Hearing much mention of the hecatombs,
And Pericles, and fishes that were purple,
Temples in white, and trees that they named olive;
And thinking always of proud Athens shining
Upon her hill, that slanted to her sea:
Equipped with Grecian thoughts, how could I live
Among my father's folk? My father's house
Was narrow and his fields were nauseous.
I kicked his clods for being common dirt,
Worthy a world which never could be Greek;
Cursed the paternity that planted me
One green leaf in a wilderness of autumn;
And wept, as fitting such a fruitful spirit
Sealed in a yellow tomb.
The Lord preserves his saints for Christian uses.
He sent a pair of providential eyes.
They would have sat in any witless head,
Although I deemed them deep as classic seas,
As strange as any woman written smiling,
And much more near; the merest modern eyes,
The first my Athens faced; and yet her lamp,
It flickered rather low.
Then he commanded me to scrutiny
As to a fingered thing of no great matter,
A circumstantial sorry little coin.
A friendly thing, I owned, to lie so warm
Against the side of any friendless man;
And in the hand--O if the happy hand
Accommodate the cunning rounded scepter,
Then is dominion seated in that palm,
And coveting is seated in men's eyes.
Make haste, my hands, about your own inclosures!
And what were dead Greek empires to me then?
Dishonored, by Apollo, and forgot.
THE toughest carcass in the town
Fell sick at last and took to bed,
And on that bed God waited him
With cool, cool hands for his frantic head,
And while the fever did its dance
They talked, and a good thing was said:
"See, I am not that Scriptural!
A lesser, kinder God instead."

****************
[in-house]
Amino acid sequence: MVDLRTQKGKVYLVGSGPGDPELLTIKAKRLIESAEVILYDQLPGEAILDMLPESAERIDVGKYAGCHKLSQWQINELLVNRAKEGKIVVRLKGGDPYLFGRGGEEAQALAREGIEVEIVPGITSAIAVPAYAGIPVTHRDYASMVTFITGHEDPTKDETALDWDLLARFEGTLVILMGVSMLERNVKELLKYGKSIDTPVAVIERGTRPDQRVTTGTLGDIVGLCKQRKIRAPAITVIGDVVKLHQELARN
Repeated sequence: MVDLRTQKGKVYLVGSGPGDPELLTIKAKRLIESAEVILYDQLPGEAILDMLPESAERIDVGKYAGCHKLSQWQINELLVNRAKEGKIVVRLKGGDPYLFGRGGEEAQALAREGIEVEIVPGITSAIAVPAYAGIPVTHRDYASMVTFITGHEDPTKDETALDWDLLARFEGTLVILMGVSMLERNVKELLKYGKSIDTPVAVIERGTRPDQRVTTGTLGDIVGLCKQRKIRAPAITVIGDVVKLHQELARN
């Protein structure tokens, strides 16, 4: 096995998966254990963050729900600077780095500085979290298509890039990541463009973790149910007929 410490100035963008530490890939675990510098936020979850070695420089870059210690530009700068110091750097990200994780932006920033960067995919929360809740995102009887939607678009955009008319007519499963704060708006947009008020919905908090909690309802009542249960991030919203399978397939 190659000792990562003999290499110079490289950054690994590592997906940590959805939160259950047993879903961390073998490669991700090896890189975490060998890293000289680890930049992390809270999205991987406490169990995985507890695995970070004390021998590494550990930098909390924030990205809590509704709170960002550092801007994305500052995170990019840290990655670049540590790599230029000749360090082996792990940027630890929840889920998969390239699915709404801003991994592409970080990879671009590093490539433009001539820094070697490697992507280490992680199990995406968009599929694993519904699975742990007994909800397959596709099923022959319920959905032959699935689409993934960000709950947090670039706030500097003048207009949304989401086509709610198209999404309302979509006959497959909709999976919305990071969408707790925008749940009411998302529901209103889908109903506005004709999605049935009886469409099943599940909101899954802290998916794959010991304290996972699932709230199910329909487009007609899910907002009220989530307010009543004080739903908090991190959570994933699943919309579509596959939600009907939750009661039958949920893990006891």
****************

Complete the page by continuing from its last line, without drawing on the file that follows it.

Fever must run its course, and God
Could not do much for the countryman.
At least he saved him certain dreams:
"I die! O save me if you can,
I am a bruised, a beaten slave,
I march in a blistering caravan,
They dash a stone upon my head--
Ah no, but that is God's white hand."
God plucked him back, and plucked him back,
And did his best to smoothe the pain.
The sick man said it was good to know
That God was true, if prayer was vain.
"O God, I weary of this night,
When will you bring the dawn again?"
The night must run its course, but God
Was weary too with watching-strain.
A cluck of tuneless silly birds,
A guilty gray, and it was dawn.
The sick man thumped across the floor
And slid the curtain that was drawn:
"O pale wet dawn! O let it shine
Lustrous and gold on the good green lawn!
The lustre, Lord!" Alas, God knows
When sad conclusions are foregone.
The sick man leant upon his Lord,
On that imperfect break of day,
"Now, Lord, I die: is there no word,
No countervail that God can say?"
No word. But tight upon his arm,
Was God, and drew not once away
Until his punctual destiny.
To whom could God repair to pray?
Now God be thanked by dying men
Who comrades them in times like these,
Who dreads to see the doom come down
On these black midnight canopies
And on this poisonous glare of dawns.
The whole world crumples in disease,
But God is pitying to the end,
And gives an office to my knees.